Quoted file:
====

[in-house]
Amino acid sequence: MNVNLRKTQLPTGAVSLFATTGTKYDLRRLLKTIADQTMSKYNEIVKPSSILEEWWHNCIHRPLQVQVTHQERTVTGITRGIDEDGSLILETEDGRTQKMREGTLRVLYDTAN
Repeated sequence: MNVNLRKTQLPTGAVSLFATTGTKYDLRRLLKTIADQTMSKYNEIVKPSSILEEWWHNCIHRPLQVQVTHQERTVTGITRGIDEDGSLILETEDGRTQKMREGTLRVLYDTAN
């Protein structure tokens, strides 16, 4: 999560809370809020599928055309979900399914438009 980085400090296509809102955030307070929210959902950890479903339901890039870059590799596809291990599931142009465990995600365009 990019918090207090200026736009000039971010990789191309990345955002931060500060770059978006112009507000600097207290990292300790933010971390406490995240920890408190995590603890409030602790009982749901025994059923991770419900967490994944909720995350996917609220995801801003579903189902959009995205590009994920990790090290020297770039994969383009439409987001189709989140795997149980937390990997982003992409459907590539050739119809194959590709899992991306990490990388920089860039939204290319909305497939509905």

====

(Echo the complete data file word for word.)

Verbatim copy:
[in-house]
Amino acid sequence: MNVNLRKTQLPTGAVSLFATTGTKYDLRRLLKTIADQTMSKYNEIVKPSSILEEWWHNCIHRPLQVQVTHQERTVTGITRGIDEDGSLILETEDGRTQKMREGTLRVLYDTAN
Repeated sequence: MNVNLRKTQLPTGAVSLFATTGTKYDLRRLLKTIADQTMSKYNEIVKPSSILEEWWHNCIHRPLQVQVTHQERTVTGITRGIDEDGSLILETEDGRTQKMREGTLRVLYDTAN
């Protein structure tokens, strides 16, 4: 999560809370809020599928055309979900399914438009 980085400090296509809102955030307070929210959902950890479903339901890039870059590799596809291990599931142009465990995600365009 990019918090207090200026736009000039971010990789191309990345955002931060500060770059978006112009507000600097207290990292300790933010971390406490995240920890408190995590603890409030602790009982749901025994059923991770419900967490994944909720995350996917609220995801801003579903189902959009995205590009994920990790090290020297770039994969383009439409987001189709989140795997149980937390990997982003992409459907590539050739119809194959590709899992991306990490990388920089860039939204290319909305497939509905």